Monday, April 7, 2014

The 5th Wave, by Rick Yancey, a book review

The premise:  An alien invasion happens upon the earth, taking place in five stages (or waves). These are not your friendly candy-nibbling aliens on a mission to gather plant samples; these aliens have been living amongst us for years, waiting until the right time to kill off the majority of the human race. The Host meets The Puppet Masters.
The story is told in varying POV’s, predominantly from the perspectives of 16 year old Cassie and high school football hero, Ben (a guy Cassie was hardcore crushing on in school prior to the invasion). With aliens that look and act exactly like us, it is nearly impossible to trust anyone, creating a climate where it is smarter to kill first and ask questions later, destroying what little humanity the remaining 3% of the world’s population has left.

What I liked best: I have a history of not being terribly impressed with female protagonists in general, my opinion of them ranging anywhere from a mere “meh” to a primal scream whilst I hurl the book across the room. But I really liked Cassie. Here’s a girl whose parents are killed in the waves of the invasion. Her little brother is taken away to an unknown location for unknown purposes. And she is living completely and utterly alone, terrified to die, even more terrified to live, the only thing keeping her going is the desire to get her baby brother back. Oh, and she’s snarky. I always love a character whose tongue is as sharp as her wit, especially in the wake of tragedy.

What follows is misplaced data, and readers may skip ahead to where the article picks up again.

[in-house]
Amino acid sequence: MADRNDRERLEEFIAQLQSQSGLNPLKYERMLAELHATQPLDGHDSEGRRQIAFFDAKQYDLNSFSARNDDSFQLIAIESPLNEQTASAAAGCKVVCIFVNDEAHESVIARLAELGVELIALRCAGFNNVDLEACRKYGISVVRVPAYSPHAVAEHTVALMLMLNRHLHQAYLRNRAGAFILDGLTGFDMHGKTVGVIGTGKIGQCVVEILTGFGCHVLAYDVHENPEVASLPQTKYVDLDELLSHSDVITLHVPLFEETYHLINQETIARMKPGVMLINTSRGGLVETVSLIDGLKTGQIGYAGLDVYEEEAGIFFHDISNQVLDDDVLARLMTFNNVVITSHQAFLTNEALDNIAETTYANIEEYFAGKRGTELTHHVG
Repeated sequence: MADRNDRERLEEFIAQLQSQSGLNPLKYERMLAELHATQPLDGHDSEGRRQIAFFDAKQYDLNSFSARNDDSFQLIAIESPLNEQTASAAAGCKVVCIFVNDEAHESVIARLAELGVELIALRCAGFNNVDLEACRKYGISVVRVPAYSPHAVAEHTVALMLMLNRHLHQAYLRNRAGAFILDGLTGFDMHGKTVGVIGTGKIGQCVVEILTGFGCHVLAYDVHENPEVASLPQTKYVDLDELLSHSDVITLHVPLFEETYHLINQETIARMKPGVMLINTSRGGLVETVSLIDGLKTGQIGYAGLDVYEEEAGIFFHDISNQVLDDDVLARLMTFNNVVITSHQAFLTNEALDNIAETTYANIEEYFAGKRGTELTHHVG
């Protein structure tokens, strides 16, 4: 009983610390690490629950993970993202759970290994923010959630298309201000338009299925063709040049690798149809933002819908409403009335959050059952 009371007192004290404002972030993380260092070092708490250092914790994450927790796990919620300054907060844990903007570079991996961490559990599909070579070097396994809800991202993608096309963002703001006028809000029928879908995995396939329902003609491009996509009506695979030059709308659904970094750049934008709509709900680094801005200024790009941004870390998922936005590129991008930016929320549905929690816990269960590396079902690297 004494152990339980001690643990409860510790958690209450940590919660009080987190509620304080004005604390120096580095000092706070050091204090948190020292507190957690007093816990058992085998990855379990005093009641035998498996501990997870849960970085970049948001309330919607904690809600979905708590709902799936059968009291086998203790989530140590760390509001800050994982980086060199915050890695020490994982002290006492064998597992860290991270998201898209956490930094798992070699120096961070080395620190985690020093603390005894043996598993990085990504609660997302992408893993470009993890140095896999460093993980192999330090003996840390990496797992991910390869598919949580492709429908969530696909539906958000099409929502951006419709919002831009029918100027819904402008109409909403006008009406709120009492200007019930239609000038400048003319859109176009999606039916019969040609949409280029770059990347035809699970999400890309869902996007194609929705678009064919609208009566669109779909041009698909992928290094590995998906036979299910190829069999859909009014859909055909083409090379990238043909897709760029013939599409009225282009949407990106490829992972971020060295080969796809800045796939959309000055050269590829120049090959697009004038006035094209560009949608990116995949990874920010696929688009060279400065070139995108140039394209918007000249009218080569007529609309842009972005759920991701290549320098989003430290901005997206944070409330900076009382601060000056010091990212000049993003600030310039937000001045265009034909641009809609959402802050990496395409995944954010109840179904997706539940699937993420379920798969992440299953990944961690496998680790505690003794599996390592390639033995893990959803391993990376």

The second thing I liked best: Evan. A gun-toting, plaid shirt wearing, hunky guy worthy of any Tumblr nature blog, minus the beard (thank goodness). He’s polite, he’s sweet, he’s mysterious, he’s emotionally tortured, and oh yeah, he might just be the enemy. All things to keep this swoon-addicted girl turning the pages.

But don’t get me wrong, the romance in this novel is well-balanced and not too heavy. The 5th Wave is full of bleakness, action, tension and suspense. The romance is a needed break for the reader, a respite from the calamitous conditions of the world Mr. Yancey has created.

Bottom line: Okay, so let’s be honest, there’s nothing terribly new about the premise, especially for hard core sci-fi fans. But I can suffer a recycled plot as long as an author makes me care about the characters. I read to be emotionally invested. And Mr. Yancey has effectively crafted together a number of well rounded characters, ones to love and (sometimes more importantly) ones to hate. I finished the book from the halfway point to the end in one sitting. Definitely a page-turner. Is there a movie deal? Yup. It is currently classified as “in development.” Will I be going to see the movie? Heck, yeah (Dear Hollywood, you have a history of mucking up sci-fi movies. Please don’t do it. Thank you). Will I be reading the next book in this series, The Infinite Sea? You bet your sweet bippie I will.